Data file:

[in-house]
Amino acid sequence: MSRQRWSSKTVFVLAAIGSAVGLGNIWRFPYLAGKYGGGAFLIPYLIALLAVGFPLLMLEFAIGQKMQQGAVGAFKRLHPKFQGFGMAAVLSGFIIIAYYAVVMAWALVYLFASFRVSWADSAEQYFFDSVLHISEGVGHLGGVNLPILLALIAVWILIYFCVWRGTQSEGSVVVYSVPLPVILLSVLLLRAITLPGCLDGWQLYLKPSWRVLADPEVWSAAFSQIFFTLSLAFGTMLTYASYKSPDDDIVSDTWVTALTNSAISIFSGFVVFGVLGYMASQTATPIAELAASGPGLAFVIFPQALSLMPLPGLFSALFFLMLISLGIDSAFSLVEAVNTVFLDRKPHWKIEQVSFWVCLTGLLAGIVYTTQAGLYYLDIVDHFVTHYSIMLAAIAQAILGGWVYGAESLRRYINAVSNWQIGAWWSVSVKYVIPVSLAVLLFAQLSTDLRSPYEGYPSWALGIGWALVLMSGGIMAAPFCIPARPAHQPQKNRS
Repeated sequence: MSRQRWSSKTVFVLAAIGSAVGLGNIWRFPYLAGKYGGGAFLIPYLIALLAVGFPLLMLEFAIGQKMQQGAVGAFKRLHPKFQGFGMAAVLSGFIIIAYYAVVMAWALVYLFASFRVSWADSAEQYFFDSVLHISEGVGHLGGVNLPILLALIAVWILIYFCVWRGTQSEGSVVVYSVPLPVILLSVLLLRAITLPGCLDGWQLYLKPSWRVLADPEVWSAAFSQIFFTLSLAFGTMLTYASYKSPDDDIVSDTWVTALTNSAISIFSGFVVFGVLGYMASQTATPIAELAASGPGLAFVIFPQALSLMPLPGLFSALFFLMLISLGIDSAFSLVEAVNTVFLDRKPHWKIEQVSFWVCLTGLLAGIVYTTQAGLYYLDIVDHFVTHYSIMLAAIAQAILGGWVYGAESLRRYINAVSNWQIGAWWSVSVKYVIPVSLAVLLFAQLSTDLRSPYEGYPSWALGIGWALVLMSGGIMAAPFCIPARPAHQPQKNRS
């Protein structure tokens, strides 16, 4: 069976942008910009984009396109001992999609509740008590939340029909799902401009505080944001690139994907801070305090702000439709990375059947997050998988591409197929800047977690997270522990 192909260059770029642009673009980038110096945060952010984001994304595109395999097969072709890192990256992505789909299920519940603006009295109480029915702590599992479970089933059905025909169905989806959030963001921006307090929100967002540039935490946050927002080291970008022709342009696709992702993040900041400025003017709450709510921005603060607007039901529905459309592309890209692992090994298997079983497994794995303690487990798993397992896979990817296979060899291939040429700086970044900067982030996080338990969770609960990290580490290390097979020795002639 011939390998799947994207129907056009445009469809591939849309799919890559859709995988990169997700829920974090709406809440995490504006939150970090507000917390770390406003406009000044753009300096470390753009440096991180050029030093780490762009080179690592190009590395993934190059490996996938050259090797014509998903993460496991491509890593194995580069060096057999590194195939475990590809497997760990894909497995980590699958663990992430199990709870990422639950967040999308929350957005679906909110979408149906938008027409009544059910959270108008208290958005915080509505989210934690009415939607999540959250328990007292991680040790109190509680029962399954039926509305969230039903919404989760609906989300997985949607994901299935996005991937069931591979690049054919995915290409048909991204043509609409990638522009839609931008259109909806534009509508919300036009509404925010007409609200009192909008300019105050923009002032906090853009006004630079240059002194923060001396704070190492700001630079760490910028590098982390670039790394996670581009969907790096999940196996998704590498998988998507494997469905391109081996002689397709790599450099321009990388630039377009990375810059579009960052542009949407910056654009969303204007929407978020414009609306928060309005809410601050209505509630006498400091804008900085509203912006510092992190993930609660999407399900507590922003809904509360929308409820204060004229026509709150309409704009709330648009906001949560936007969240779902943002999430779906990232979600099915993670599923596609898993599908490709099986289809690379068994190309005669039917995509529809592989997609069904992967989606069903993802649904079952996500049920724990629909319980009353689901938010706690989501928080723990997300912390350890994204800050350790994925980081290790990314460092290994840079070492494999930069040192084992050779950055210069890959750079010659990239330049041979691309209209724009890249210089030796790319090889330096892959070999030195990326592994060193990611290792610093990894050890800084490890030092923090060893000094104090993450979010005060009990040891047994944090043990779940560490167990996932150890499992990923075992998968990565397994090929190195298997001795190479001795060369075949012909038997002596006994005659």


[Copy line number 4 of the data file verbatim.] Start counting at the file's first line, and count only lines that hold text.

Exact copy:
């Protein structure tokens, strides 16, 4: 069976942008910009984009396109001992999609509740008590939340029909799902401009505080944001690139994907801070305090702000439709990375059947997050998988591409197929800047977690997270522990 192909260059770029642009673009980038110096945060952010984001994304595109395999097969072709890192990256992505789909299920519940603006009295109480029915702590599992479970089933059905025909169905989806959030963001921006307090929100967002540039935490946050927002080291970008022709342009696709992702993040900041400025003017709450709510921005603060607007039901529905459309592309890209692992090994298997079983497994794995303690487990798993397992896979990817296979060899291939040429700086970044900067982030996080338990969770609960990290580490290390097979020795002639 011939390998799947994207129907056009445009469809591939849309799919890559859709995988990169997700829920974090709406809440995490504006939150970090507000917390770390406003406009000044753009300096470390753009440096991180050029030093780490762009080179690592190009590395993934190059490996996938050259090797014509998903993460496991491509890593194995580069060096057999590194195939475990590809497997760990894909497995980590699958663990992430199990709870990422639950967040999308929350957005679906909110979408149906938008027409009544059910959270108008208290958005915080509505989210934690009415939607999540959250328990007292991680040790109190509680029962399954039926509305969230039903919404989760609906989300997985949607994901299935996005991937069931591979690049054919995915290409048909991204043509609409990638522009839609931008259109909806534009509508919300036009509404925010007409609200009192909008300019105050923009002032906090853009006004630079240059002194923060001396704070190492700001630079760490910028590098982390670039790394996670581009969907790096999940196996998704590498998988998507494997469905391109081996002689397709790599450099321009990388630039377009990375810059579009960052542009949407910056654009969303204007929407978020414009609306928060309005809410601050209505509630006498400091804008900085509203912006510092992190993930609660999407399900507590922003809904509360929308409820204060004229026509709150309409704009709330648009906001949560936007969240779902943002999430779906990232979600099915993670599923596609898993599908490709099986289809690379068994190309005669039917995509529809592989997609069904992967989606069903993802649904079952996500049920724990629909319980009353689901938010706690989501928080723990997300912390350890994204800050350790994925980081290790990314460092290994840079070492494999930069040192084992050779950055210069890959750079010659990239330049041979691309209209724009890249210089030796790319090889330096892959070999030195990326592994060193990611290792610093990894050890800084490890030092923090060893000094104090993450979010005060009990040891047994944090043990779940560490167990996932150890499992990923075992998968990565397994090929190195298997001795190479001795060369075949012909038997002596006994005659």